Appeal from the Circuit Court of Cook County; the Hon. William
R. Quinlan, Judge, presiding.
PRESIDING JUSTICE BILANDIC DELIVERED THE OPINION OF THE COURT:
Plaintiff, Likeside Villas Homeowners Association, Inc., filed a complaint at law against defendant Zale Construction Company, Inc., for negligence and breach of implied warranty of habitability. Thereafter, five amended complaints were filed. Each of these six complaints was stricken, dismissed or withdrawn. By February 22, 1984, this case had been pending for nearly seven years when plaintiff retained new counsel. On that date, original counsel was given leave to withdraw as attorney for plaintiff and to withdraw the fifth amended complaint. New counsel was given leave to enter an appearance and to file a sixth amended complaint within 28 days from February 22, 1984.
The fourth amended complaint, filed by the original attorneys, attempted to state a cause of action on behalf of the plaintiff as "assignee" of various homeowners who purchased townhouses from defendant. On July 18, 1983, the trial court entered an order dismissing the fourth amended complaint and ordering that plaintiff be given 28 days in which to file an amended complaint "with respect to a cause of action based on powers of attorney or assignments." The fifth amended complaint was intended to cure this defect. It was withdrawn and is not part of the record.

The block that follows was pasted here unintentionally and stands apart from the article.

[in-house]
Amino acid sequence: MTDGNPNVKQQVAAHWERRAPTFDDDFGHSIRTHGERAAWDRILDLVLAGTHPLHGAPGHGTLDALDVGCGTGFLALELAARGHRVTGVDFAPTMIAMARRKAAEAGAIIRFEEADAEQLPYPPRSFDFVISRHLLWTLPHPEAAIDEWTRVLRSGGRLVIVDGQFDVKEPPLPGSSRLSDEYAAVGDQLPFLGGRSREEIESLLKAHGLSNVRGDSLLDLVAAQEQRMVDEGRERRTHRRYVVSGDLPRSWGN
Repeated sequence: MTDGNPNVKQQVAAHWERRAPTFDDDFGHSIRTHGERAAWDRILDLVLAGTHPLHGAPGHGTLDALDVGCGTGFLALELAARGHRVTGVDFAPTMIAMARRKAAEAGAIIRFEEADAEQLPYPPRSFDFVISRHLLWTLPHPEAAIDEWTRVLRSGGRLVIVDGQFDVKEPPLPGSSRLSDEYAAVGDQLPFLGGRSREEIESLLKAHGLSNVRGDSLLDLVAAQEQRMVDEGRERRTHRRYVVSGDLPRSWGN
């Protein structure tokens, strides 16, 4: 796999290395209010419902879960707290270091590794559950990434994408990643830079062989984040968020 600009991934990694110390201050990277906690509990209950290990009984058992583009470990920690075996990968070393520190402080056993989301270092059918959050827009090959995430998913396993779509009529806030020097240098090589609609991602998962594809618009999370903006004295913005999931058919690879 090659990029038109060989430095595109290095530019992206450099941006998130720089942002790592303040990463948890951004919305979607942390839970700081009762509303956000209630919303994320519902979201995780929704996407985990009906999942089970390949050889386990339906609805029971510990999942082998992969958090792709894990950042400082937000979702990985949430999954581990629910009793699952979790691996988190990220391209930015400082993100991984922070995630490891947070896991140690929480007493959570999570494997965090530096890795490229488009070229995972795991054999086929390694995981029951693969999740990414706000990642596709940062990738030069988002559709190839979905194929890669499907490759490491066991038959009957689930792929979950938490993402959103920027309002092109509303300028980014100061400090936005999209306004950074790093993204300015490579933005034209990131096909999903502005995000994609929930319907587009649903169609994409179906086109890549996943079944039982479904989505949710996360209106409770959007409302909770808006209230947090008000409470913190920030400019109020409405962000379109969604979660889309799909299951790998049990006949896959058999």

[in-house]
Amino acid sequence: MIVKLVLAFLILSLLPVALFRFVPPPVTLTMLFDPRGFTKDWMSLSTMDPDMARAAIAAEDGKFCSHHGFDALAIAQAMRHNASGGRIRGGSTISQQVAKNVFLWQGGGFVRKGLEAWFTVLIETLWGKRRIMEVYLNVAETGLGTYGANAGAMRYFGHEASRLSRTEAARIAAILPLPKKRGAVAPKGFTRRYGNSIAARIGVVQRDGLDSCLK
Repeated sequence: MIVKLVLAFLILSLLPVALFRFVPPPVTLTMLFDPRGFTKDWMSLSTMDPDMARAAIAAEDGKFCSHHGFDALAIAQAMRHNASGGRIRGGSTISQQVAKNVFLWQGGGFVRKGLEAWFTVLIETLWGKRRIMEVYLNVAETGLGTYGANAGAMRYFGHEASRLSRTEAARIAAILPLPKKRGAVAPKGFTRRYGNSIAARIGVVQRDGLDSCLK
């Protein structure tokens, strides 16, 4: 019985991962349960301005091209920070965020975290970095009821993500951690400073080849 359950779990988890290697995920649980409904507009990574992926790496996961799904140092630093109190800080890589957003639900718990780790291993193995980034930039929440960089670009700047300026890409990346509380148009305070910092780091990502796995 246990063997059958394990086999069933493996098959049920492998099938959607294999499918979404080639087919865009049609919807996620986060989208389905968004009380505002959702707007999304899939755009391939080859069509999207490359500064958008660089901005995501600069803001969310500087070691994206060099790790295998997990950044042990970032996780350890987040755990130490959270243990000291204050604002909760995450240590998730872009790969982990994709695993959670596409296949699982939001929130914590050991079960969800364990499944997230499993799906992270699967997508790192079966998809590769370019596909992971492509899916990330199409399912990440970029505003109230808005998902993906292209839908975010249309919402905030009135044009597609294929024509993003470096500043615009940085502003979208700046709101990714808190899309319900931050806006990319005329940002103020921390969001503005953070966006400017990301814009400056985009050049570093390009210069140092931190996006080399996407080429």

Two months after the time specified in the court's order, new counsel asked leave to file the sixth amended complaint. It made no reference to a "cause of action based on powers of attorney or assignments." It attempted to bring in new parties plaintiff and to state a cause of action not based on "assignment." On July 17, 1984, a hearing was held on plaintiff's motion and defendant's objections to the motion.
New counsel explained that plaintiff's failure to include an allegation regarding the homeowners' assignment of rights to the Association was based on counsel's understanding that the order entered on February 22, 1984, did not place any restrictions on the proposed sixth amended complaint and, in effect, nullified the restrictions contained in the order of July 18, 1983. The trial court held that the February 22, 1984, order was a "deference given to [a] new attorney" to state a cause of action "in any way that he desires" without vitiating "any prior orders or restrictions." The court concluded that plaintiff, at this late date, was attempting to introduce new parties and to state a new cause of action. On July 17, 1984 (not to be confused with the July 18, 1983, order), the court denied plaintiff leave to file its sixth amended complaint and included in its order a finding that there was "no just reason to delay enforcement of, or appeal from, this order."
The plaintiff did not take any action regarding this order within the usual 30-day period. However, on August 16, 1984, plaintiff did act upon an order entered more than a year before by filing a "Motion to Vacate Order of July 18, 1983, and for Leave to File Sixth Amended Complaint." Defendant argued that the court lacked jurisdiction to vacate a 14-month-old order in view of its "final order of July 17, 1984." Counsel for plaintiff contends that at the July 17, 1984, hearing, the court invited him to move to vacate the then year-old order of July 18, 1983, if he desired to be free of the pleading restrictions imposed by that order and that he was merely responding to the court's suggestion. On September 26, 1984, an order was entered denying plaintiff's motion to vacate the July 18, 1983, order, denying leave to file the sixth amended complaint, and dismissing the cause of action. Plaintiff filed a notice of appeal on October 24, 1984.